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Flare founder bemoans demise of Canadian fashion magazine

Donna Scott, O.C., founder and publisher of Flare magazine, poses for a portrait in her home in Niagara-on-the-Lake, Ontario, Friday, September 30, 2016. Donna Scott launched the glossy periodical in 1979 as Canada's answer to a proliferation of slick imports such as Glamour, Vogue and Harper's Bazaar. THE CANADIAN PRESS/Aaron Lynett
September 30, 2016 - 11:54 AM

TORONTO - Flare's visionary founder says she's sad to see the fashion publication disappear from newsstands, calling it a rare vehicle for Canadian women to see themselves reflected in a style magazine.

Donna Scott launched the glossy periodical in 1979 as Canada's answer to a proliferation of slick imports such as Glamour, Vogue and Harper's Bazaar.

At the time, professional Canadian women had nowhere to turn for a local perspective on style, design and culture, she says, noting that the women's magazine Chatelaine was more focused on homemaking and cookery.

"I'm just shocked," Scott said Friday from her home in Niagara-on-the Lake, Ont., upon hearing the news the publication was going digital only. "It was the first ever fashion magazine for the age group we were appealing to."

Rogers Media announced Friday it was ceasing print publication of Flare as well as Sportsnet, MoneySense, and Canadian Business magazines. Beginning January 2017, they will only be available on the web and on apps, with new content posted daily.

Rogers is also reducing the frequency of its newsmagazine Maclean's to once a month, while Chatelaine and Today's Parent will each drop to six times a year.

Scott recalls being struck by inspiration while criss-crossing the country in 1975 as an in-demand speaker for International Women's Year, a United Nations designation that evolved into International Women's Day on March 8.

"I realized that women in Canada didn't have a fashion magazine and what we were doing was reading Vogue and Harper's and Glamour and Mademoiselle," said Scott, who left Flare in 1990 when Rogers took over Maclean-Hunter. "And they were all great but they didn't have our stores or our prices or our colleges or any of the information that would be for Canadian women."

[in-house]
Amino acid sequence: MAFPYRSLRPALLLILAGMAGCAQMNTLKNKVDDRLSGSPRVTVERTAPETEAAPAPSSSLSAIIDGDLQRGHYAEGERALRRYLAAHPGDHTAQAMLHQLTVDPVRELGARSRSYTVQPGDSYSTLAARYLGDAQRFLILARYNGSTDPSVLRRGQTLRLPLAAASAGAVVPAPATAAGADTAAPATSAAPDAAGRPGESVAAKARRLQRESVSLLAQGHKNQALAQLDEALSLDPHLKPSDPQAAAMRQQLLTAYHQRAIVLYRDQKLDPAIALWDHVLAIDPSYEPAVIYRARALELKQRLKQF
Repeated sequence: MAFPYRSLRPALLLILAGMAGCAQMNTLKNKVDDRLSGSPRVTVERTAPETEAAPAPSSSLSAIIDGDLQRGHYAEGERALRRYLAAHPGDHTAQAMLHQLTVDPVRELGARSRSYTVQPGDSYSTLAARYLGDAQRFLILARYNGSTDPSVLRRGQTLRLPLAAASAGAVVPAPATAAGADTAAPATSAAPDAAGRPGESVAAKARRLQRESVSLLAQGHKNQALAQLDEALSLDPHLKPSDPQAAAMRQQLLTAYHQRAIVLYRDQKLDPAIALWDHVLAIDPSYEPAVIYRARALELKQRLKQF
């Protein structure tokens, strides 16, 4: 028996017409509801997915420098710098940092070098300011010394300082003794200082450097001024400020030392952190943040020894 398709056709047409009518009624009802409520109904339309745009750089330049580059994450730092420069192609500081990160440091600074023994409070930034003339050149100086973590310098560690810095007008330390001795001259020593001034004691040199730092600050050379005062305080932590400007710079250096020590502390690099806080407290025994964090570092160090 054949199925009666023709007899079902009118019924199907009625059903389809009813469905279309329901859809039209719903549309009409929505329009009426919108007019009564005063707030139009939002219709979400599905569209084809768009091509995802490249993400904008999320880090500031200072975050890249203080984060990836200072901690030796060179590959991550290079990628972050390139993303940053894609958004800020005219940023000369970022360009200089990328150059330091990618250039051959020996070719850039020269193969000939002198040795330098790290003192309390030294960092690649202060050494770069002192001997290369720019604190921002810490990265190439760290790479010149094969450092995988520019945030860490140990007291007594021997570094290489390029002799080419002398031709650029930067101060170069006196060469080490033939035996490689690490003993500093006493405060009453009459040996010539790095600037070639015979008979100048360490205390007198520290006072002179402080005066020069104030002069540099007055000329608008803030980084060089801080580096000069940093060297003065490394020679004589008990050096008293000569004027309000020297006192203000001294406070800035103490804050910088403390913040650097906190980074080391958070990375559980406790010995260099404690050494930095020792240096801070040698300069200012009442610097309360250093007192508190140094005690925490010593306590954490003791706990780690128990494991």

Scott, now in her 80s, decided to start a magazine that would feature Canadian retailers and designers.

"We were looking at the intelligent young woman who had great hopes when she finished her education to get a career or a job and do well in life," said Scott. "Like men did at that time."

This was more than fluff, added Scott, noting that as those young female readers made inroads in the working world, Flare strove to feature female designers, entrepreneurs, stylists and businesswomen in its pages.

Longtime fashion journalist and former Flare columnist Jeanne Beker was not surprised by the news, given the availability of style and design content online.

"The medium has just changed," said Beker. "Media in general, obviously, has shifted so dramatically. The fashion business has changed so dramatically. This information is so ubiquitous now."

She is also sad to see it go, but believes homegrown designers, stylists, entrepreneurs and models have no shortage of media and promotional opportunities online.

"There are those of us who will always love the feel of snuggling up with a magazine, there's something just very tactile about that — love those images — but when the advertising isn't there anymore or when it starts to dwindle, what can you do? It's just not viable a product anymore," she said.

Scott recalled having "one dickens of a time trying to find the right name" during a brainstorming session in 1978. Many of the names she and her staff liked were already taken by fragrance or car companies. Until somebody said they loved the word "flair."

"And then somebody spoke up and said, 'Well, why don't we spell it F-L-A-R-E like a flare of a skirt, a flare of light, (something) that has got energy?'" said Scott, who went on to become chair of Canada Council for the Arts and was made an officer of the Order of Canada in 1994.

"And we all said, 'Hallelujah!'"

When it came time to sell regional distributors on the idea, she had an uphill battle because the notion of a Canadian-focused fashion magazine was so new.

"I made lots of speeches and did lots of talking," she recalled. "I said, 'You can find out what stores these are carried in, who the designers are — Montreal or whatever — and it's for you. This isn't for somebody who lives in Florida or California or something. It's for you.'"

News from © The Canadian Press, 2016
The Canadian Press

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